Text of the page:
Who Wrote the Bible? Does it Matter?

Does “proving” the Bible matter? Even before its nationwide broadcast tonight, Nov. 18, on PBS, “The Bible’s Buried Secrets,” an … Continued

Does “proving” the Bible matter?

Even before its nationwide broadcast tonight, Nov. 18, on PBS, “The Bible’s Buried Secrets,” an archaeological and literary investigation into the origins of the Bible, is at the center of the storm in the eternal conflict between faith and science.

When the film was announced to the press in Los Angeles this past summer, it was attacked, not by journalists, but by a religious group that believes “God has communicated absolute truth to man through the Bible.” Even though they hadn’t seen the film, they were so incensed by the show’s suggestion that the Bible was written by human hands that they started a petition to defund PBS. When science and faith intersect, this is an all-too-common reaction.

But just this week, at a New York screening and panel discussion, “Science and Faith: Complementary or Contradictory?, co-hosted by the Interfaith Center of New York and NOVA and moderated by Newsweek’s religion editor Lisa Miller, the reaction of three leading clergy representing Judaism, Christianity, and Islam was entirely different.

Why such a varied religious response?

The clerics had seen the entire film and pointed to its well-reasoned approach as an opportunity for dialogue between the over three billion people who believe in a single God. Even the scientist/archaeologist on the panel agreed.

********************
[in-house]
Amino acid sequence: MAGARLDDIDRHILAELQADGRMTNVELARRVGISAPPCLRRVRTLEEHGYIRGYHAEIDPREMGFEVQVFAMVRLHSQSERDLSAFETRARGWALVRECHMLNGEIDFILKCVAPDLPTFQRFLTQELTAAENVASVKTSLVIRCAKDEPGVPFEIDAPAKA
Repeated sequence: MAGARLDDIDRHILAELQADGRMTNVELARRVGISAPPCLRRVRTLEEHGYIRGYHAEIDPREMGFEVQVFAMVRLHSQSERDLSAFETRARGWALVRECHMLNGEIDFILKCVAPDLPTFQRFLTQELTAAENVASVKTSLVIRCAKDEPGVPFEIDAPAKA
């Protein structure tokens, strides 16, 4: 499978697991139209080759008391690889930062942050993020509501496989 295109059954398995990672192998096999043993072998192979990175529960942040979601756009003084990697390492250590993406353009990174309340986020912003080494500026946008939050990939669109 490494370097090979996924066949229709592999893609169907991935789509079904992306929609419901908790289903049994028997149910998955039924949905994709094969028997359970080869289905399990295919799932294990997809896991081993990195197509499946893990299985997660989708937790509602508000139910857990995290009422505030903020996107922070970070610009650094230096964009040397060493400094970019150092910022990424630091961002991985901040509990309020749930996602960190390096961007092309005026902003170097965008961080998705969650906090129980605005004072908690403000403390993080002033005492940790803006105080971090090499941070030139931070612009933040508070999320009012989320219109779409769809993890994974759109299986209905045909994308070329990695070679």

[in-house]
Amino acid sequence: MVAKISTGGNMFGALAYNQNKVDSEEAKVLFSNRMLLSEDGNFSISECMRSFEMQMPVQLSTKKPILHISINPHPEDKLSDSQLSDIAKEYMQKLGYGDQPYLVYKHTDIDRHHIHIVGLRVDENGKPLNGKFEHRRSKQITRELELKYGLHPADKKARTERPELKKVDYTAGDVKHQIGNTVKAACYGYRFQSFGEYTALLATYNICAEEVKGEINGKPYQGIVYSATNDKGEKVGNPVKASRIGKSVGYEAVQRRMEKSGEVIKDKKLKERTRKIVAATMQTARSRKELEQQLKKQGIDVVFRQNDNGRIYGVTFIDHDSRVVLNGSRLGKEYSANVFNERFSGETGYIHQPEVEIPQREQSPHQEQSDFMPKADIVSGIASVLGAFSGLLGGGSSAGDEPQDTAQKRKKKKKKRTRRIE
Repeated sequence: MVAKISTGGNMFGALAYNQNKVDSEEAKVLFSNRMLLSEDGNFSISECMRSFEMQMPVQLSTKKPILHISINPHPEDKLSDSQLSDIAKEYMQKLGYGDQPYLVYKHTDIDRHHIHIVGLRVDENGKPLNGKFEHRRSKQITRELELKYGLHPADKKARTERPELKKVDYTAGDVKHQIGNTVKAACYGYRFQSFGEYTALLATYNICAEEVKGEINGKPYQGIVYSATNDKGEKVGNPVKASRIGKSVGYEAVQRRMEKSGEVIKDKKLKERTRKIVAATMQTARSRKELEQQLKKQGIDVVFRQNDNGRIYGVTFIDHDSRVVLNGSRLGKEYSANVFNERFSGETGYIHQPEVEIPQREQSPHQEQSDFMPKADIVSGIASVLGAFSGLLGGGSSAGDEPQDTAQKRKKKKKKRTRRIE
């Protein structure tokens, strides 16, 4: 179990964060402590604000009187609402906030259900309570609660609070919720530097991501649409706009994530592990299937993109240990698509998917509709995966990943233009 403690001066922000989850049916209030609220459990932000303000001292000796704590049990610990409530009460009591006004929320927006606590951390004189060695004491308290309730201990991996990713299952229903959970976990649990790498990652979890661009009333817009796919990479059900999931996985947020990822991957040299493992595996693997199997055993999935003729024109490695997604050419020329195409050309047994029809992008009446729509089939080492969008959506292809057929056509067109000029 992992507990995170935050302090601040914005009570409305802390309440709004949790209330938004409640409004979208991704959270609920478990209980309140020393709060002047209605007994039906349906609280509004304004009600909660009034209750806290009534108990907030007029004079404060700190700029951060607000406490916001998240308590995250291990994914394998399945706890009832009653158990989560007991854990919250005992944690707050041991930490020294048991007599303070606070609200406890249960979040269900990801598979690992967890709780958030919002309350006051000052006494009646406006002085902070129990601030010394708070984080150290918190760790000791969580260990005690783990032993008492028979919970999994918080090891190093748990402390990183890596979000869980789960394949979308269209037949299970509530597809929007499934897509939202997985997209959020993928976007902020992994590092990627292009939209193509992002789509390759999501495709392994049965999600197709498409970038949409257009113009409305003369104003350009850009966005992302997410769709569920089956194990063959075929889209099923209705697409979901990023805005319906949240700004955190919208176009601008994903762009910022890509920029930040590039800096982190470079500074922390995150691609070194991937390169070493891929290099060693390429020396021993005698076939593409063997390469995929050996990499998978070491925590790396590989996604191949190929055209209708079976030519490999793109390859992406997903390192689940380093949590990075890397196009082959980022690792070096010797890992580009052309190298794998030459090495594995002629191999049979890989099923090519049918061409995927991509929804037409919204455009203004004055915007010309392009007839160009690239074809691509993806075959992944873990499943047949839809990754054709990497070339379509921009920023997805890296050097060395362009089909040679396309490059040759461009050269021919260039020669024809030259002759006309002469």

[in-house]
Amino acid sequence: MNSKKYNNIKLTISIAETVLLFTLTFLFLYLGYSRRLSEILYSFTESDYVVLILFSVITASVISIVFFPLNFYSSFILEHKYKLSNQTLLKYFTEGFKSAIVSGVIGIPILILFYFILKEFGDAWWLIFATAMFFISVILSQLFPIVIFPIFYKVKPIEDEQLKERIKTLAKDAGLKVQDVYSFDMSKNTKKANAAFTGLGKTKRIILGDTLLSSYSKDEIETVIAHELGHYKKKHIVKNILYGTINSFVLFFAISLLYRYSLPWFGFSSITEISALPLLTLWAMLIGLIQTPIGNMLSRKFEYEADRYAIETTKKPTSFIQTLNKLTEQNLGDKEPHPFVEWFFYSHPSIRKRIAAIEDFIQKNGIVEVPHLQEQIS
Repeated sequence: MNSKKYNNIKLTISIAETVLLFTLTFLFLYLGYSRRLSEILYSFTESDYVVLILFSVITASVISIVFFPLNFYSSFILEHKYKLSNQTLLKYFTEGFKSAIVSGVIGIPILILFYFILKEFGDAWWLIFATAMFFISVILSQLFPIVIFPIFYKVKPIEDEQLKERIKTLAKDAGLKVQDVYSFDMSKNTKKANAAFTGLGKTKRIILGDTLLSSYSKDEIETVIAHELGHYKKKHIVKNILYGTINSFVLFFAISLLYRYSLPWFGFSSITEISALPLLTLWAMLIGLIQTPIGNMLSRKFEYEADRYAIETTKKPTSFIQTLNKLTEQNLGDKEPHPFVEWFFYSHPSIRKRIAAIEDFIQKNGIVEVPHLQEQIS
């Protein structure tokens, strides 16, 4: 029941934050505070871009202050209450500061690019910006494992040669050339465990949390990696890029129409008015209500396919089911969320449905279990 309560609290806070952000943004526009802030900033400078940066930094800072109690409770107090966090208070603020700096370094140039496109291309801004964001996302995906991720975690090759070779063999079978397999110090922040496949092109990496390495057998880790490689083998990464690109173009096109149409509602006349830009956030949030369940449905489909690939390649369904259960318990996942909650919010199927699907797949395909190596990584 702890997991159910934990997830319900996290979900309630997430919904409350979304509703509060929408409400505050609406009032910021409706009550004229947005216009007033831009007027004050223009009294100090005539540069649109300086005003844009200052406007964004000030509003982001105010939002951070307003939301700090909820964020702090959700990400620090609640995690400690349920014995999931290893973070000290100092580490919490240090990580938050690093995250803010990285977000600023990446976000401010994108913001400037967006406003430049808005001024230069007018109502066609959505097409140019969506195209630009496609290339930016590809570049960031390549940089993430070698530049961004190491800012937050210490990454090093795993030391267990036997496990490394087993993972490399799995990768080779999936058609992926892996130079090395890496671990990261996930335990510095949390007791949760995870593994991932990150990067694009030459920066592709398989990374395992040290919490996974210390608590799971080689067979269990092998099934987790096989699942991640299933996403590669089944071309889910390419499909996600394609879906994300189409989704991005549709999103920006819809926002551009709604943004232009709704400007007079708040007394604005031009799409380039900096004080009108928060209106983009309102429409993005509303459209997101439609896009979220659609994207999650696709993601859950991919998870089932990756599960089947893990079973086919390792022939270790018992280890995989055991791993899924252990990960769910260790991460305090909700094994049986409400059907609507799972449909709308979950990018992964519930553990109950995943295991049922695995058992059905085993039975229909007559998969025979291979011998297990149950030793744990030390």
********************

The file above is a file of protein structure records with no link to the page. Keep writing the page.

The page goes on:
“The Bible’s Buried Secrets” takes a mainstream, peer-reviewed approach into the investigation of how the Israelites find their one god. The film challenges the simplistic Sunday school story that the belief springs fully formed at the time of Abraham. Instead, “The Bible’s Buried Secrets” portrays monotheism as a human endeavor that evolves over centuries. The film also demonstrates that, contrary to the literal interpretation that Moses is the author of the Torah, the first five books of the Bible are actually the product of four groups of scribes writing over a period of hundreds of years.

Ironically, it was out of one of the most tragic events in Jewish history, the destruction of the Temple in Jerusalem and the Exile of the Israelites to Babylon in 586 BCE, that produces the first five books of the Bible as we know it today and firmly establishes the Israelites’ exclusive worship of one god.

So where’s the conflict?

Those who reacted negatively to the ideas in the film value the Bible because they believe it is the word of God. For them, if the Bible is not divine in origin, then it has no authority.

But is that not a disservice to the Bible and its writers? The fact is science will never reveal that God wrote the Bible. This question will always remain in the realm of faith. But does “proving” the Bible even matter? Can we find inspiration in its human origins?

Those who reacted positively to the film saw new possibilities for dialogue arising from the very fact that Judaism, Christianity, and Islam share a common heritage. One audience member asked whether this newfound religious common ground could be a critical tool for public policy in the future. All three clerics on the interfaith panel expressed optimism that monotheism might be on the verge of a new ecumenical age when the belief in one god can unite rather than divide us – a future free of conflict between faith and science.

Gary Glassman is writer, producer and director of NOVA’s “The Bible’s Buried Secrets,” which begins airing tonight on PBS.

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  • Farnaz2